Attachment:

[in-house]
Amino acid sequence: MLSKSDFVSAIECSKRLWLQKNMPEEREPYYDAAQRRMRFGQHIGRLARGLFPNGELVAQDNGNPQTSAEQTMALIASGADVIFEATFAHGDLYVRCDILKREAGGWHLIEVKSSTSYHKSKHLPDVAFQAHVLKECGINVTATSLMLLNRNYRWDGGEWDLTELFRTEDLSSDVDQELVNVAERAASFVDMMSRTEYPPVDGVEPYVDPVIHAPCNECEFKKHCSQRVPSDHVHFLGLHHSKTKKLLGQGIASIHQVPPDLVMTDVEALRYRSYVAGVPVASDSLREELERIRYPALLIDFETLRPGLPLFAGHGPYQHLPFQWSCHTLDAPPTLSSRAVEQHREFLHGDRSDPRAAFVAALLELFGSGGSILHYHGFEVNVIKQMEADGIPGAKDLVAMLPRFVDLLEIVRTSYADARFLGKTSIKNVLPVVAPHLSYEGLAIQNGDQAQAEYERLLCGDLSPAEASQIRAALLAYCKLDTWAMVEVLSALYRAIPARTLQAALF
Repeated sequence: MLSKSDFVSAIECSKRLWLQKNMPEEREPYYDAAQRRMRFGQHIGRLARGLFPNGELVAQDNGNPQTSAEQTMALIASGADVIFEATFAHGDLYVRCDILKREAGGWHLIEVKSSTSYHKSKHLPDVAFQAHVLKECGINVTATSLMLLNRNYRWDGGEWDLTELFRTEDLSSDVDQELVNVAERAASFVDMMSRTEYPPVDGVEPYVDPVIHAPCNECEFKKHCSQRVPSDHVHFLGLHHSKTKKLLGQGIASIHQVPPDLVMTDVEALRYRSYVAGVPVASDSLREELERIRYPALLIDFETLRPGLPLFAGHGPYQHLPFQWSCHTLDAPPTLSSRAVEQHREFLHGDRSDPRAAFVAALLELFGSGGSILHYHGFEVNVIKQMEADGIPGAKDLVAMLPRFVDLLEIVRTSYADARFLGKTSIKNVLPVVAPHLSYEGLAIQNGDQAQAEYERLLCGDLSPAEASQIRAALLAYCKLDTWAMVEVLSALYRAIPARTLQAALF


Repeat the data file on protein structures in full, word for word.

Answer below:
[in-house]
Amino acid sequence: MLSKSDFVSAIECSKRLWLQKNMPEEREPYYDAAQRRMRFGQHIGRLARGLFPNGELVAQDNGNPQTSAEQTMALIASGADVIFEATFAHGDLYVRCDILKREAGGWHLIEVKSSTSYHKSKHLPDVAFQAHVLKECGINVTATSLMLLNRNYRWDGGEWDLTELFRTEDLSSDVDQELVNVAERAASFVDMMSRTEYPPVDGVEPYVDPVIHAPCNECEFKKHCSQRVPSDHVHFLGLHHSKTKKLLGQGIASIHQVPPDLVMTDVEALRYRSYVAGVPVASDSLREELERIRYPALLIDFETLRPGLPLFAGHGPYQHLPFQWSCHTLDAPPTLSSRAVEQHREFLHGDRSDPRAAFVAALLELFGSGGSILHYHGFEVNVIKQMEADGIPGAKDLVAMLPRFVDLLEIVRTSYADARFLGKTSIKNVLPVVAPHLSYEGLAIQNGDQAQAEYERLLCGDLSPAEASQIRAALLAYCKLDTWAMVEVLSALYRAIPARTLQAALF
Repeated sequence: MLSKSDFVSAIECSKRLWLQKNMPEEREPYYDAAQRRMRFGQHIGRLARGLFPNGELVAQDNGNPQTSAEQTMALIASGADVIFEATFAHGDLYVRCDILKREAGGWHLIEVKSSTSYHKSKHLPDVAFQAHVLKECGINVTATSLMLLNRNYRWDGGEWDLTELFRTEDLSSDVDQELVNVAERAASFVDMMSRTEYPPVDGVEPYVDPVIHAPCNECEFKKHCSQRVPSDHVHFLGLHHSKTKKLLGQGIASIHQVPPDLVMTDVEALRYRSYVAGVPVASDSLREELERIRYPALLIDFETLRPGLPLFAGHGPYQHLPFQWSCHTLDAPPTLSSRAVEQHREFLHGDRSDPRAAFVAALLELFGSGGSILHYHGFEVNVIKQMEADGIPGAKDLVAMLPRFVDLLEIVRTSYADARFLGKTSIKNVLPVVAPHLSYEGLAIQNGDQAQAEYERLLCGDLSPAEASQIRAALLAYCKLDTWAMVEVLSALYRAIPARTLQAALF